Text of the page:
In the L.A. Times, Erwin Chemerinsky says that Ruth Bader Ginsburg should retire soon so she can be assured of a like-minded successor:
... only by resigning this summer can she ensure that a Democratic president will be able to choose a successor who shares her views and values.Yes, but there's going to be another filibuster if President Obama has to fill another vacancy. Why wouldn't there be?
... There likely will be many calls, publicly and privately, for Justice Ginsburg to resign before President Obama leaves the White House to prevent the risk of a Republican being able to appoint her successor. But simply leaving before the next election isn't enough. If Ginsburg waits until 2016 to announce her retirement, there is a real chance that Republicans would delay the confirmation process to block an outgoing president from being able to fill a vacancy on the Supreme Court....
Moreover, there is a distinct possibility that Democrats will not keep the Senate in the November 2014 elections....
So long as the Democrats control the Senate, President Obama can have virtually anyone he wants confirmed for the Supreme Court. There has been only one filibuster against a Supreme Court nominee, and that was to block Justice Abe Fortas' elevation to chief justice, not to block his initial appointment....
Just to be clear -- Senate Democrats did eliminate the filibuster for lower court nominees and other appointees last November, but not for Supreme Court nominees. So a filibuster can still happen -- and it will.
The Republican Party is in a state of total war with the president. What's more, the Republican Party knows its nihilism carries limited electoral risk -- polls have made clear that voter anger at last fall's government shutdown lasted no more than a couple of weeks. And while certain things -- another shutdown closer to the election, perhaps, or a Republican's insensitive remarks about rape -- might nationalize this year's midterms in the Democrats' favor, there's absolutely no reason to believe that on-the-fence Democratic and swing voters would be motivated by a confirmation fight involving a Supreme Court appointee most of those voters will have never heard of until his or her nomination. (Republicans have the ability to make an instant folk hero/martyr out of someone like Clarence Thomas or even Samuel Alito. Democrats don't.)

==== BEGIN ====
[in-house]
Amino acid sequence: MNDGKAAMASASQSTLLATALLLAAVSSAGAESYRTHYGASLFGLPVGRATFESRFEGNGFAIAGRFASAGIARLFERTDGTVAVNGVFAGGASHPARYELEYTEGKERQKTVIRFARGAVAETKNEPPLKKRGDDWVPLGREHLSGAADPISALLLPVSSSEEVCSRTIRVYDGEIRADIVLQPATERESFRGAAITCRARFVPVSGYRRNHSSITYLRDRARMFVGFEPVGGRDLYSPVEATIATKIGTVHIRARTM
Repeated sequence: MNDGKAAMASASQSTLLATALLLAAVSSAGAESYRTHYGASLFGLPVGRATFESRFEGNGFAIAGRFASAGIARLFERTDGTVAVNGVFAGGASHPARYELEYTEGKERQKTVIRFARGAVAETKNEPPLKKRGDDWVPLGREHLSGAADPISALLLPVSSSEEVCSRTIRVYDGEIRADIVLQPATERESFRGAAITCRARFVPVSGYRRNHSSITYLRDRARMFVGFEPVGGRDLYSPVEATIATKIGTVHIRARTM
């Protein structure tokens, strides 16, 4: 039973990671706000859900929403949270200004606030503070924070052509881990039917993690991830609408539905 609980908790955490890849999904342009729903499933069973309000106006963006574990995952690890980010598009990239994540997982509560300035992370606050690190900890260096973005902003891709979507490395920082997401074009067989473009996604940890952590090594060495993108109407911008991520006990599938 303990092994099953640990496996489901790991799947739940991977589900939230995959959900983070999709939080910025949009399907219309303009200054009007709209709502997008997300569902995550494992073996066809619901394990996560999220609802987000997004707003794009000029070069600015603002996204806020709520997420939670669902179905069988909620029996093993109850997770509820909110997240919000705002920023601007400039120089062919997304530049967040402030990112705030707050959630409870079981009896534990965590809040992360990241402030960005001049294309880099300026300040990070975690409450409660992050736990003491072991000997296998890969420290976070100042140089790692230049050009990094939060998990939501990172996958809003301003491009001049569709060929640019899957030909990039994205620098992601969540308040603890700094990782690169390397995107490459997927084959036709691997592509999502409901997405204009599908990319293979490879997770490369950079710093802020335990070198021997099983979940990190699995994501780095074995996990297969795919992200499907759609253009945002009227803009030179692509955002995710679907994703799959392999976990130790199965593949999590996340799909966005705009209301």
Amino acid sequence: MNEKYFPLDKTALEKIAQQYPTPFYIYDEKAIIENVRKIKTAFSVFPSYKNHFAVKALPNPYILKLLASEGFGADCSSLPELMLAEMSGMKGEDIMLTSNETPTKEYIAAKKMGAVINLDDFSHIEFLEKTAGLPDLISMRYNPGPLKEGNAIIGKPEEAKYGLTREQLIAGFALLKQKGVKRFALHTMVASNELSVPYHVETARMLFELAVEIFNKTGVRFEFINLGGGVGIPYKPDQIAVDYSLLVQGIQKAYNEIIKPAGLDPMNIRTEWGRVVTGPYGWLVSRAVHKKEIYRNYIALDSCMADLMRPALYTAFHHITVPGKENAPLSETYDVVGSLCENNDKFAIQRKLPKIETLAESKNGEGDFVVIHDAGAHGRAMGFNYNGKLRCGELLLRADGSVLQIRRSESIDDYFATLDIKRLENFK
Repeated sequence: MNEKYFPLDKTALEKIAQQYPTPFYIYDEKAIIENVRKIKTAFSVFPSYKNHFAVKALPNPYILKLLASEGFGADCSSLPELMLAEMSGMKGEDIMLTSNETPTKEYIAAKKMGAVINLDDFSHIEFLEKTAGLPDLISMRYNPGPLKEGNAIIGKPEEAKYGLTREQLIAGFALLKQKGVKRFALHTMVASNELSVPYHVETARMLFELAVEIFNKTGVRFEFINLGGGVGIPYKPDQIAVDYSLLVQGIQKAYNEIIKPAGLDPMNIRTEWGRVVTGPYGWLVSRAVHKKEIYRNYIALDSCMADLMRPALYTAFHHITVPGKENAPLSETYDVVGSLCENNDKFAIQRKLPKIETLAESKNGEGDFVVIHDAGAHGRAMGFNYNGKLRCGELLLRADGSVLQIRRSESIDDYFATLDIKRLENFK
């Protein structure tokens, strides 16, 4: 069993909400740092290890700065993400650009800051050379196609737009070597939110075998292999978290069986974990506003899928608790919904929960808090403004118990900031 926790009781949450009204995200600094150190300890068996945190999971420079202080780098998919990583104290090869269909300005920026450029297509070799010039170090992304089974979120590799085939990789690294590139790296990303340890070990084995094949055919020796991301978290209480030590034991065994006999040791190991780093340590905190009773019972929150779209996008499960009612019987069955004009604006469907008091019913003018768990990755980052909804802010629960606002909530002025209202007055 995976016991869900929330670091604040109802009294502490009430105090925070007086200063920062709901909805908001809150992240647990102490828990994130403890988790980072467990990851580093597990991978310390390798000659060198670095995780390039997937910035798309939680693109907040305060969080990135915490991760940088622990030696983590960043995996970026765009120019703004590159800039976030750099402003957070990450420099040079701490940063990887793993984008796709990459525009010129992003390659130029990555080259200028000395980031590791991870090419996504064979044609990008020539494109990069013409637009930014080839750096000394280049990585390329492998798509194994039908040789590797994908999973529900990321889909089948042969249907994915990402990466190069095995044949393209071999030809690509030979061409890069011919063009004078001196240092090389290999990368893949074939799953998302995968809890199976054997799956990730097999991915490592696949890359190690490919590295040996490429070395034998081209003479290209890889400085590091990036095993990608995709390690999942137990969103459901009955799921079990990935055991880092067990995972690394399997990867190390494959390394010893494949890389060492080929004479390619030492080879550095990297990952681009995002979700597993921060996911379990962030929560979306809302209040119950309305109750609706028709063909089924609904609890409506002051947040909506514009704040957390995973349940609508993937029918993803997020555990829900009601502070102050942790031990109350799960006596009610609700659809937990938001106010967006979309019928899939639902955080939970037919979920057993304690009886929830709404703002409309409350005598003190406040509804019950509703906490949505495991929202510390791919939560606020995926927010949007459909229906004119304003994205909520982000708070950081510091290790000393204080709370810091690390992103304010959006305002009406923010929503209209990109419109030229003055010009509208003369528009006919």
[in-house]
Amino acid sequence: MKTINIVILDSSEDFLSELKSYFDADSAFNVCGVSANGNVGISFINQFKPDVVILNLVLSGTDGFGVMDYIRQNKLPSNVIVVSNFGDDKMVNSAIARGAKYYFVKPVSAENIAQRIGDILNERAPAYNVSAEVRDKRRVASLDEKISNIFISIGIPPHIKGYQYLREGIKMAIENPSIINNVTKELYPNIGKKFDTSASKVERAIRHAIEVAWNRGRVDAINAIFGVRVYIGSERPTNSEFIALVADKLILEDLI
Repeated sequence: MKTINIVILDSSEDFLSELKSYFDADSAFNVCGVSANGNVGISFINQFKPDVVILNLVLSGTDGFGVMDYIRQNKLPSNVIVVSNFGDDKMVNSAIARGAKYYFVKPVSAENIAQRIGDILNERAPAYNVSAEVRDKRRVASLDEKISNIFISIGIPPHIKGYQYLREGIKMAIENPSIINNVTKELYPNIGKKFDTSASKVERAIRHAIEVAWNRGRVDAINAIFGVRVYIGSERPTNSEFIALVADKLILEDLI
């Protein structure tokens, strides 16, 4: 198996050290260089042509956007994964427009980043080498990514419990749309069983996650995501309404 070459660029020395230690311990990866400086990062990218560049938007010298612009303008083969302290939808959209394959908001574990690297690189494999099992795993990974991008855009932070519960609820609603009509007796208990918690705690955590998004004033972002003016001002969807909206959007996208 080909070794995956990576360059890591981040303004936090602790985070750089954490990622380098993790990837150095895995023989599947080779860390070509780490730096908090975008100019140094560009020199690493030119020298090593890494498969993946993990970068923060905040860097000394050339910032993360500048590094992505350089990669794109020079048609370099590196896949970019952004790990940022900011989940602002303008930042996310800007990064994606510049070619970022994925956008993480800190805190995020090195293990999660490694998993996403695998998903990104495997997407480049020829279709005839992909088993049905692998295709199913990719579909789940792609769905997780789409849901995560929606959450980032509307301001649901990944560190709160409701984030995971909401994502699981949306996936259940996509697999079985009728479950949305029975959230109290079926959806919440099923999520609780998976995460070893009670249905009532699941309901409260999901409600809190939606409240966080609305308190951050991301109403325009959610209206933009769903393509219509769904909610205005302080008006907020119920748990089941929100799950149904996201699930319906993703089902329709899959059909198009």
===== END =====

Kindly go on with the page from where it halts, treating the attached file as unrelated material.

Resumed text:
So of course Republicans will filibuster Obama's next High Court appointment -- whoever it is.
But what will they be objecting to? Oh, they'll find something. In Obama's first term, a somewhat less rabid GOP chose not to filibuster his previous picks, but the current, more radicalized GOP could easily have declared either of them beyond the pale, with Fox and talk radio as an amen chorus. Elena Kagan was denounced as "anti-Second Amendment" by the likes of RedState and (writing for Fox News) John Lott ("A Vote for Kagan Is a Vote to Take Away Your Guns"). Sonia Sotomayor was criticized for not accepting white firefighters' claims of reverse discrimination in Ricci v. DeStefano, as well as for saying in a speech, "I would hope that a wise Latina woman with the richness of her experiences would more often than not reach a better conclusion than a white male who hasn't lived that life." Kagan and Sotomayor had spent their careers largely avoiding the sorts of controversies that could block their ascent, yet even they had one or two questionable items in their histories. What future appointee wouldn't? The difference is that now the GOP is out for blood.
I suspect the GOP will take the Senate in 2014 and hold it for a while. I also suspect that Hillary Clinton will win the presidency in 2016. Therefore, I think a series of Supreme Court nominees may be blocked -- and what will follow after that is the GOP and the right-wing noise machine blaming the Democratic presidents for this state of affairs. The only way out will be for Obama and/or Clinton to nominate overtly right-wing justices. Otherwise, the impasse will be long-term.